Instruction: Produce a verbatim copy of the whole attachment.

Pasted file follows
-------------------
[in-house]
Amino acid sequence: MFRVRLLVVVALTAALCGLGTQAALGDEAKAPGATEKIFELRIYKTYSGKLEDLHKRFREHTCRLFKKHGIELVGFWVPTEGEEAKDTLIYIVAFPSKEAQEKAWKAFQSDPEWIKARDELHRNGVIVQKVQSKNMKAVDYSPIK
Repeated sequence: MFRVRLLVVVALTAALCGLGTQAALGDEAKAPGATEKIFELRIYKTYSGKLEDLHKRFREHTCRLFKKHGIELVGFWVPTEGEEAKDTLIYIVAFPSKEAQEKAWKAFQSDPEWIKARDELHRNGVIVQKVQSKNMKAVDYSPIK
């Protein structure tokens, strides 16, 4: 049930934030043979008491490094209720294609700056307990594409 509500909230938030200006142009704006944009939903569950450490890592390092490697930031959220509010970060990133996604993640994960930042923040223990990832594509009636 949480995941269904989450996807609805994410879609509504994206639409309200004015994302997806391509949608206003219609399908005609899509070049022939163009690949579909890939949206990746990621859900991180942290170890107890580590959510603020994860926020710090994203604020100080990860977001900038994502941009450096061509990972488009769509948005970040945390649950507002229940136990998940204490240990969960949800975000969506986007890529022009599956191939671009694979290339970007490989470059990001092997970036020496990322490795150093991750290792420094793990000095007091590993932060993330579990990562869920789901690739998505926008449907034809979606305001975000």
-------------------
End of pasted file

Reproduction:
[in-house]
Amino acid sequence: MFRVRLLVVVALTAALCGLGTQAALGDEAKAPGATEKIFELRIYKTYSGKLEDLHKRFREHTCRLFKKHGIELVGFWVPTEGEEAKDTLIYIVAFPSKEAQEKAWKAFQSDPEWIKARDELHRNGVIVQKVQSKNMKAVDYSPIK
Repeated sequence: MFRVRLLVVVALTAALCGLGTQAALGDEAKAPGATEKIFELRIYKTYSGKLEDLHKRFREHTCRLFKKHGIELVGFWVPTEGEEAKDTLIYIVAFPSKEAQEKAWKAFQSDPEWIKARDELHRNGVIVQKVQSKNMKAVDYSPIK
């Protein structure tokens, strides 16, 4: 049930934030043979008491490094209720294609700056307990594409 509500909230938030200006142009704006944009939903569950450490890592390092490697930031959220509010970060990133996604993640994960930042923040223990990832594509009636 949480995941269904989450996807609805994410879609509504994206639409309200004015994302997806391509949608206003219609399908005609899509070049022939163009690949579909890939949206990746990621859900991180942290170890107890580590959510603020994860926020710090994203604020100080990860977001900038994502941009450096061509990972488009769509948005970040945390649950507002229940136990998940204490240990969960949800975000969506986007890529022009599956191939671009694979290339970007490989470059990001092997970036020496990322490795150093991750290792420094793990000095007091590993932060993330579990990562869920789901690739998505926008449907034809979606305001975000």